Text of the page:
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Romeo and Juliet

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How does Shakespeare make Act 3 Scene 1 of 'Romeo and Juliet' exciting and dramatic for the audience? The increase of tension towards the beginning of Act 3 Scene 1 is exceptionally dramatic, especially at times such as the Capulet's party. Romeo's mere presence at this specific time had immensely angered and annoyed Tybalt. He had promised the "bitterest gall" because of Romeo's intrusion, and in this scene it makes itself quite clear. Romeo and Juliet's marriage also has a large impact on this scene, as will the Prince's previous commands from Act 1 Scene 1. Act 3 Scene 1's setting is perfect for setting an uneasy atmosphere - it is called the 'public place', which is likely to be the main square in Verona. We have come across the 'public place' twice before, the first time in Act 1 Scene 1 where the family feuds began and the prince had announced just the previous day: "If you ever disturb our streets again, Your lives shall pay the forfeit of the peace." ...read more.


At this point, Benvolio notices that the Capulets are walking around the streets, and straight away expects the worse: "And if we meet we shall not escape a brawl." The immense heat encourages even worse tempers that Mercutio is notorious for sporting anyway. The atmosphere is now on edge. Today, Mercutio is in the mood for a quarrel, so when Tybalt appears, also determined to fight, Mercutio jumps at the chance. Mercutio's anger is enough to fill the audience with more anxiety - he will not let Tybalt have the last word. Mercutio is the first to begin the fight: "make it a word and a blow!" He is the first to draw his sword, thus making him the prime trouble maker. It is now inevitable to the audience that the public place is not going to be a place of happiness this time. Mercutio is instantly irritated when Romeo takes Tybalt's insult as mild, and therefore draws his sword to attack Tybalt and is quickly injured and dying. ...read more.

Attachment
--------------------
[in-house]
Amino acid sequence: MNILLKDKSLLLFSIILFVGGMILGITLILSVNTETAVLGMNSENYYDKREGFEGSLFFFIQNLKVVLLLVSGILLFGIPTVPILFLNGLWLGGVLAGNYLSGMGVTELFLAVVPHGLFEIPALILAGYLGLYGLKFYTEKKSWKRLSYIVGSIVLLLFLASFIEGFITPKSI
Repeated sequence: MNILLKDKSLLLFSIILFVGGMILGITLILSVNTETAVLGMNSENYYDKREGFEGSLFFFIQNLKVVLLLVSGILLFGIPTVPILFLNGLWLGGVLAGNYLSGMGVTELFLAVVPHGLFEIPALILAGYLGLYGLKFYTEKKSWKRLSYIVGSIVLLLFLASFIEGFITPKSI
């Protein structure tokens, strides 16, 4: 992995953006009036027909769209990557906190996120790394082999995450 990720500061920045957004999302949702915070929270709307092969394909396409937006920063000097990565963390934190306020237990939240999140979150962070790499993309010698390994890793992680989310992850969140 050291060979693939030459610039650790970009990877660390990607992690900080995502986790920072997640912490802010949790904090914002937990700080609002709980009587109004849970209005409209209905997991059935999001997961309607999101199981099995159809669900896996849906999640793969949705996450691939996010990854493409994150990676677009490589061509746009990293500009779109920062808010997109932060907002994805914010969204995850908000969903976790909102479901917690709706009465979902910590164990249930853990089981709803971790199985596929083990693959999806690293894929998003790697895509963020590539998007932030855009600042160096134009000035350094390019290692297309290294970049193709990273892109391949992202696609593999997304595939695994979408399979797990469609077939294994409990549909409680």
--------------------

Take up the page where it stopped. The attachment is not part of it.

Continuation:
He is not at all in the mood for fighting - but Mercutio is. Whenever Romeo confesses his love for Tybalt, Mercutio becomes furious, but it is why he accepts his insults such as "villain" and "boy. Two fiery characters are now brawling in the streets of Verona. "Let Romeo hence in haste, Else, when he is found, that hour is his last." Benvolio calmly tries to reason with the others, and what he says reflects what the audience are most probably thinking. Mercutio and Tybalt would never dream of "reasoning coldly" (earlier, Tybalt had clamed "Peace. I hate the word.") By the time they even gathered at the pubic place, everyone knew that a fight was about to happen - but death was not expected in the slightest, it was accidental. The fact that Romeo stood between then, trying to prevent them from injuring one another, shows he cares but when he moves out of the way, they continue as before. Once their fighting is over, we are again reminded of the Prince's words - and Romeo is banished from Verona. ?? ?? ?? ?? ...read more.

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